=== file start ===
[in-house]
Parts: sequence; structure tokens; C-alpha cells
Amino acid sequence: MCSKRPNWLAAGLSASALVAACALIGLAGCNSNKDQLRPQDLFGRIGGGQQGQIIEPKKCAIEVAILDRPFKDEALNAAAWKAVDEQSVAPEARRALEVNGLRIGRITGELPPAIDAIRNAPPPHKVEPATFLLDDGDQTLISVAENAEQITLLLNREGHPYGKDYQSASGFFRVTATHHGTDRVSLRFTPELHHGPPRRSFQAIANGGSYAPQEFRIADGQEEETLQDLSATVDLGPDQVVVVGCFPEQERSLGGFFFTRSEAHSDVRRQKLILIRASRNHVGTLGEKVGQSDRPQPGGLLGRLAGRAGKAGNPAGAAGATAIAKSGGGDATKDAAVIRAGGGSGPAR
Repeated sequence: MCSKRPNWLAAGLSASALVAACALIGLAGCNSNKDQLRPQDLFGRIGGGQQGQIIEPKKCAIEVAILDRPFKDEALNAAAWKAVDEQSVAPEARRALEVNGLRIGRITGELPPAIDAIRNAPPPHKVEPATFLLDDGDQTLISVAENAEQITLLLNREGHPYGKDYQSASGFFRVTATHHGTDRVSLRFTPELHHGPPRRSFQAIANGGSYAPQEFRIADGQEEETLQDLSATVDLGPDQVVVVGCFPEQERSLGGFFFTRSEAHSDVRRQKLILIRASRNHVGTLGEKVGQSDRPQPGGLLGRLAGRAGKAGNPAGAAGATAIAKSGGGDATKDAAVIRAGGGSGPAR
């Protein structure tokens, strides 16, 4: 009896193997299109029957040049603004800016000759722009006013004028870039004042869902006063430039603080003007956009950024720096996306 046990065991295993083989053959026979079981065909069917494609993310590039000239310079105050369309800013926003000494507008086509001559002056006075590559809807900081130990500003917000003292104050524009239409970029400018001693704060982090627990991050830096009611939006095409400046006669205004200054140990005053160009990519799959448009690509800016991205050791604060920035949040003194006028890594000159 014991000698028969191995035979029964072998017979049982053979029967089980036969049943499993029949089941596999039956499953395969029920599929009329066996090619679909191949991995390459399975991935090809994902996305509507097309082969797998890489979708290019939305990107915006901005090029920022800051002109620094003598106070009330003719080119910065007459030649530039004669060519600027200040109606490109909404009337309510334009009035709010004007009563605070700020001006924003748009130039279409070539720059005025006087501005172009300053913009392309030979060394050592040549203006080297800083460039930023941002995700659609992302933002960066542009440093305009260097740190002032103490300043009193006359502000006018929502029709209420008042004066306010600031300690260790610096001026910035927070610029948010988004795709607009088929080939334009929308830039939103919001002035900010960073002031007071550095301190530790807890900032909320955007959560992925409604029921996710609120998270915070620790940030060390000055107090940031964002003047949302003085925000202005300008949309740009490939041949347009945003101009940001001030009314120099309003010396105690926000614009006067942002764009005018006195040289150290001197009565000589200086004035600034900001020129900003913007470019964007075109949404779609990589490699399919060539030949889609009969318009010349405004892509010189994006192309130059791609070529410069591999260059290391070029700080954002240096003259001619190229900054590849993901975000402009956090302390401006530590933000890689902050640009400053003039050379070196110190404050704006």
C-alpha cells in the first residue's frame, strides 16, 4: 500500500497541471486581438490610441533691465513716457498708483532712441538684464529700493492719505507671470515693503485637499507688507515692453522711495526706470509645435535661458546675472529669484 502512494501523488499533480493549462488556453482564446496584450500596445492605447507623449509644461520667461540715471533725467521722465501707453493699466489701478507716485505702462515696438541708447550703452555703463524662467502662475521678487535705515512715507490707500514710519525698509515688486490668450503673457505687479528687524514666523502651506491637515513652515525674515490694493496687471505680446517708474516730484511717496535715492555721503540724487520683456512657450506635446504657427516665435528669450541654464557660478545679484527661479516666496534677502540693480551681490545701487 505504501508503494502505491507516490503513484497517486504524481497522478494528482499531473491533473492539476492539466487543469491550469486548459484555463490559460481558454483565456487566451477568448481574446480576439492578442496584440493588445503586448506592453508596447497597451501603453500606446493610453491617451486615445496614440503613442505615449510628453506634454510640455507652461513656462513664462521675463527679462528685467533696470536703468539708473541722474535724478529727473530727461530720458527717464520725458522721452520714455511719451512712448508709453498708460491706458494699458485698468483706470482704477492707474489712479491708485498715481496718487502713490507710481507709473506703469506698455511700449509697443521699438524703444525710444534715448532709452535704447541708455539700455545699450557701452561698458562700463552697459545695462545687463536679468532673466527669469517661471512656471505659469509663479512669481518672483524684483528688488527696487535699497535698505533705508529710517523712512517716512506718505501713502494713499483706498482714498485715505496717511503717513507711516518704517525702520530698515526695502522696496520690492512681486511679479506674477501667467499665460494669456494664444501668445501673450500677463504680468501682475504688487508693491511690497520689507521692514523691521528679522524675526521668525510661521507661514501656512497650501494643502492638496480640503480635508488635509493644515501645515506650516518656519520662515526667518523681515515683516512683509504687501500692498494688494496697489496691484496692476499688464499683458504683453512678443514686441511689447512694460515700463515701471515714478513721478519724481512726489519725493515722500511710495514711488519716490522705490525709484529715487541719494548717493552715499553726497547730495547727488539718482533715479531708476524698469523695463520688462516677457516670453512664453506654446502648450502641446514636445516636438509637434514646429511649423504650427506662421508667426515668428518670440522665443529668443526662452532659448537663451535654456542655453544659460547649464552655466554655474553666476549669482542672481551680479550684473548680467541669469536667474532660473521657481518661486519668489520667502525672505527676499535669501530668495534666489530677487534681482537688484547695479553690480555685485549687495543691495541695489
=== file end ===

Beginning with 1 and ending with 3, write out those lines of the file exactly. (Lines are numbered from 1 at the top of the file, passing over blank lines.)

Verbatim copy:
[in-house]
Parts: sequence; structure tokens; C-alpha cells
Amino acid sequence: MCSKRPNWLAAGLSASALVAACALIGLAGCNSNKDQLRPQDLFGRIGGGQQGQIIEPKKCAIEVAILDRPFKDEALNAAAWKAVDEQSVAPEARRALEVNGLRIGRITGELPPAIDAIRNAPPPHKVEPATFLLDDGDQTLISVAENAEQITLLLNREGHPYGKDYQSASGFFRVTATHHGTDRVSLRFTPELHHGPPRRSFQAIANGGSYAPQEFRIADGQEEETLQDLSATVDLGPDQVVVVGCFPEQERSLGGFFFTRSEAHSDVRRQKLILIRASRNHVGTLGEKVGQSDRPQPGGLLGRLAGRAGKAGNPAGAAGATAIAKSGGGDATKDAAVIRAGGGSGPAR